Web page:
University and colleges are flourishing associations that empower, teach and produce the leaders of the next generation. Students who inhabit Canada’s universities and colleges generally believe in a successful future for themselves and society, and in doing so are ready to participate in this movement by investing not only years of their lives but also, large sums of money.  Choosing to become a part of a post-secondary institution is an exciting time. However, underlying issues such as campus violence can hinder the joyful experience. “Campus violence impacts  students, staff, and faculty in many ways” (Carr, 2007). When individuals are harmed on campus it has detrimental side-effects on their ability to study, focus, attend and teach class. In some circumstances student victims may move home to recover or withdraw from classes all together, due to shame and fear of running into the assailant again. One problematic issue that plagues campuses is the amount of incidences that go unreported to campus security and police. According to Carr; “The main reasons given by students for not reporting these crimes were (39%) too minor, private matter (16%), and not clear it was a crime (5%)” (2007). If crimes are unreported it is difficult to find a solution to help elevate the problem if there is no accurate statistics to base funding from. Shockingly, unlike the United States, Canadian post-secondary institutes are not legally required to reveal information about campus violence and crime. Under the Clergy Act, American universities and colleges are required to make campus crime statistics available for students and parents, Canada has no such policy.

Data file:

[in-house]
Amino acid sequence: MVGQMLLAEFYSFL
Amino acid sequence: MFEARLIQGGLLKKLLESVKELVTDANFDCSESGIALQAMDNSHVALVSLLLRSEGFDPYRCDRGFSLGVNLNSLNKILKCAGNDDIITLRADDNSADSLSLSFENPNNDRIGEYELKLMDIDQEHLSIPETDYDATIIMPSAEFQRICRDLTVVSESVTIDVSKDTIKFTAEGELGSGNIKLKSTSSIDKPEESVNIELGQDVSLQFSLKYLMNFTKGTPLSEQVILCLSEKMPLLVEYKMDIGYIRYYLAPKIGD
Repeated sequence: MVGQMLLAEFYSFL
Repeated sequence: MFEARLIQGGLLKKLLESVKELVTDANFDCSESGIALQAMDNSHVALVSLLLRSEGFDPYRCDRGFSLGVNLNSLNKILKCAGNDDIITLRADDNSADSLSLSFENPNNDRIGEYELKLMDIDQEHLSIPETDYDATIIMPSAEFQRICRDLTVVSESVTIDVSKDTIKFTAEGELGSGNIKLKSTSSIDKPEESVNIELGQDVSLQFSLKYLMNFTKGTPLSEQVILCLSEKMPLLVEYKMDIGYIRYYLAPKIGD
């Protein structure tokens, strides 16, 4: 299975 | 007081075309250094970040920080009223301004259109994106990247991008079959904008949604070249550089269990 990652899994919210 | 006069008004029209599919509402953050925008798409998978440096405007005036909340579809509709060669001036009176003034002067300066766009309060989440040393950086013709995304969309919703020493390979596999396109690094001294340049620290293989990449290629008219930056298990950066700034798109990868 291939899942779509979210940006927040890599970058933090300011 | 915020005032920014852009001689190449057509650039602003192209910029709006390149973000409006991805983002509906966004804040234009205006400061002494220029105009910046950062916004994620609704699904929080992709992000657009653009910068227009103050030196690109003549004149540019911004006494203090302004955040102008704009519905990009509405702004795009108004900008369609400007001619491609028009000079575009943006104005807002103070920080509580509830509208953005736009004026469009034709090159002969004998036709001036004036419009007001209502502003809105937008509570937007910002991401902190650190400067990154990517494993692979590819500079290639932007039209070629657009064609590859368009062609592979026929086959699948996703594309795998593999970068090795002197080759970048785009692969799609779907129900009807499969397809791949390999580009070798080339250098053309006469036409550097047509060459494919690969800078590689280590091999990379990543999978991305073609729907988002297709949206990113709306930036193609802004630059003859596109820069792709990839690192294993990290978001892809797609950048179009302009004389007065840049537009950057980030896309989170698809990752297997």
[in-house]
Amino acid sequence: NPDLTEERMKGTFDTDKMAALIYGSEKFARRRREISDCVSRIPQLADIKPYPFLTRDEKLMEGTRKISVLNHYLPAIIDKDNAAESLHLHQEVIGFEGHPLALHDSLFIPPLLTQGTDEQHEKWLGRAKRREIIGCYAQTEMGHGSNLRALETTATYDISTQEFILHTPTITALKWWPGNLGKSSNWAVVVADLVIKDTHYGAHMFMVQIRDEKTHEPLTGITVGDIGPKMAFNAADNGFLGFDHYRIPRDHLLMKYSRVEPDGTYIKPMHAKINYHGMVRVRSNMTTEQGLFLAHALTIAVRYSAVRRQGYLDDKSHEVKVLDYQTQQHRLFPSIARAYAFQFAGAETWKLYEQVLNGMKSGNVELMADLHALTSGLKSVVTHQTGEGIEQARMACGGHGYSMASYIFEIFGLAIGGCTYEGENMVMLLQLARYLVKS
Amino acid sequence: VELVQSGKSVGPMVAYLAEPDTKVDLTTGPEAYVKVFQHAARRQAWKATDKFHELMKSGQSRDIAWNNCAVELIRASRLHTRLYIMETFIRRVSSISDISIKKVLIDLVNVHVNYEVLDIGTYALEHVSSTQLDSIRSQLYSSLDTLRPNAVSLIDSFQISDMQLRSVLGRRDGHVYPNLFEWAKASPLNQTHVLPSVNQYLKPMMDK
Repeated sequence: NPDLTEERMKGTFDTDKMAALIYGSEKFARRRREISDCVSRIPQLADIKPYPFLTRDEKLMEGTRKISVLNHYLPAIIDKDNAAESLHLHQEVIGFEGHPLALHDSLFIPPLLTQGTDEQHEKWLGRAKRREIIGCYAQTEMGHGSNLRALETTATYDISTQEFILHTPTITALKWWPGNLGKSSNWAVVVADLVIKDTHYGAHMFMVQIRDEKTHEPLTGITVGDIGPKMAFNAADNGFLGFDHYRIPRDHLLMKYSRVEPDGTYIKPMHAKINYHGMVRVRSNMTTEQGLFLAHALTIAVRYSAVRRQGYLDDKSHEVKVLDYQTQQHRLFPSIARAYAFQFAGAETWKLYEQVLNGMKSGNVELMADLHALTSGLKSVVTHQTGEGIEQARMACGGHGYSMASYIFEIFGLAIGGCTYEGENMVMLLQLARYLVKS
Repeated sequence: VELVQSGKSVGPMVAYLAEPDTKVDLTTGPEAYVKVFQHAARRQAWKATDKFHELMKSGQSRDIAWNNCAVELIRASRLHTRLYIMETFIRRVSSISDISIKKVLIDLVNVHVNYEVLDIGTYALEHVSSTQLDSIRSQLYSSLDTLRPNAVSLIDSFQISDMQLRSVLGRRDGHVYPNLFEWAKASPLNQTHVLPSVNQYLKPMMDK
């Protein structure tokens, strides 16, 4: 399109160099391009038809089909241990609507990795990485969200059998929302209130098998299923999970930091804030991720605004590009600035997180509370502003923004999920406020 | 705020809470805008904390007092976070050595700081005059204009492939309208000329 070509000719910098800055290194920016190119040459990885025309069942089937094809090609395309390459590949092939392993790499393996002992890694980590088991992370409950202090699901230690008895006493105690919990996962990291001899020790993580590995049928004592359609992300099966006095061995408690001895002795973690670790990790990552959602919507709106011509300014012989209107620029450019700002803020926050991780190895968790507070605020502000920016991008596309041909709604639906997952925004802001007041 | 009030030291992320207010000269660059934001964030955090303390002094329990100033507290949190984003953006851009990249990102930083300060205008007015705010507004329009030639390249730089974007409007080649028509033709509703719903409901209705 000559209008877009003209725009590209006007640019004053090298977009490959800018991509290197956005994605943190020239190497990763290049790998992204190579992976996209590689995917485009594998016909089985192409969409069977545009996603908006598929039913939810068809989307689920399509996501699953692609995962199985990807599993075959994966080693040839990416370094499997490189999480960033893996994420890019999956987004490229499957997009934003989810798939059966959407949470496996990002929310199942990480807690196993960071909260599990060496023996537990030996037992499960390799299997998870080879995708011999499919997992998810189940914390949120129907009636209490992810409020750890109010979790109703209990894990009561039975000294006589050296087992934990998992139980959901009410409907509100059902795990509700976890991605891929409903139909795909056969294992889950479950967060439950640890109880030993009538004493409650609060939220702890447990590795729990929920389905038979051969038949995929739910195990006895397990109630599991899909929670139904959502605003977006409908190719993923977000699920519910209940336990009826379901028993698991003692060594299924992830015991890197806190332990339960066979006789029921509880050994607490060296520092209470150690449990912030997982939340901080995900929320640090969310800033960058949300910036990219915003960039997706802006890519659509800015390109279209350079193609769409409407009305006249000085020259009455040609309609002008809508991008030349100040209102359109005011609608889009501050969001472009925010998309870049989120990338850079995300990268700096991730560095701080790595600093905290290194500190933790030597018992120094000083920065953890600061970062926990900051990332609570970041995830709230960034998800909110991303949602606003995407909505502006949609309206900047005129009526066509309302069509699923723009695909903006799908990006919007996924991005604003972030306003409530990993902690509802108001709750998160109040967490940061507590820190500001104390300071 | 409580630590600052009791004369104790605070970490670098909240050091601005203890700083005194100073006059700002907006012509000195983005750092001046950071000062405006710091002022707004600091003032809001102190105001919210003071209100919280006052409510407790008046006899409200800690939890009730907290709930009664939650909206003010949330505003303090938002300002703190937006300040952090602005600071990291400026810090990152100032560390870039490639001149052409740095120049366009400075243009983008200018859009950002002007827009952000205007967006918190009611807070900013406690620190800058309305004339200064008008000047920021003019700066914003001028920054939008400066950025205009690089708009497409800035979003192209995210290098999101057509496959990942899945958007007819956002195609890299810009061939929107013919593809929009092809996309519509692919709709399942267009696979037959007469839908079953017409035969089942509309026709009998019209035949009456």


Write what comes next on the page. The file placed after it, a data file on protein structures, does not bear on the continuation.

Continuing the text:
Failure to report campus crime can result in serious consequences to the students and the university itself. “There have been many of cases in the U.S. involving students and/or their families who have sued a university or college because of violent campus crime” (DuPlessis, 1993). Fortunately there have been no reported cases in Canada of students and families suing post-secondary schools for “negligence”, however this does not mean there haven’t been unwanted incidences of violence on Canadian campuses. Understanding that campus violence is under-reported, many campuses across Canada recruit students and parents on the basis of safe interactive environments. The likely hood of parents sending their children to a school that has been compromised due to campus violence is poor.